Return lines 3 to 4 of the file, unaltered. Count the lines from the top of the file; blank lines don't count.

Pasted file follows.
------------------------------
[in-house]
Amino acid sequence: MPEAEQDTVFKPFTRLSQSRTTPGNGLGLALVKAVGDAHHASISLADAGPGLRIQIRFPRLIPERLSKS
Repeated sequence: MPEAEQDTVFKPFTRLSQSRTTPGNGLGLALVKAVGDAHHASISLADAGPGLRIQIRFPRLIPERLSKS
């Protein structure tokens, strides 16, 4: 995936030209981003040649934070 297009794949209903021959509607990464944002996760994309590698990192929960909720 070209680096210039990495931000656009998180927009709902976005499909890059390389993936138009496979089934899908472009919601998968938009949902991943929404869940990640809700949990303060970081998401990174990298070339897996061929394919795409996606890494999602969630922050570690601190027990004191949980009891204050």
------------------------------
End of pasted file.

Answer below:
Repeated sequence: MPEAEQDTVFKPFTRLSQSRTTPGNGLGLALVKAVGDAHHASISLADAGPGLRIQIRFPRLIPERLSKS
């Protein structure tokens, strides 16, 4: 995936030209981003040649934070 297009794949209903021959509607990464944002996760994309590698990192929960909720 070209680096210039990495931000656009998180927009709902976005499909890059390389993936138009496979089934899908472009919601998968938009949902991943929404869940990640809700949990303060970081998401990174990298070339897996061929394919795409996606890494999602969630922050570690601190027990004191949980009891204050």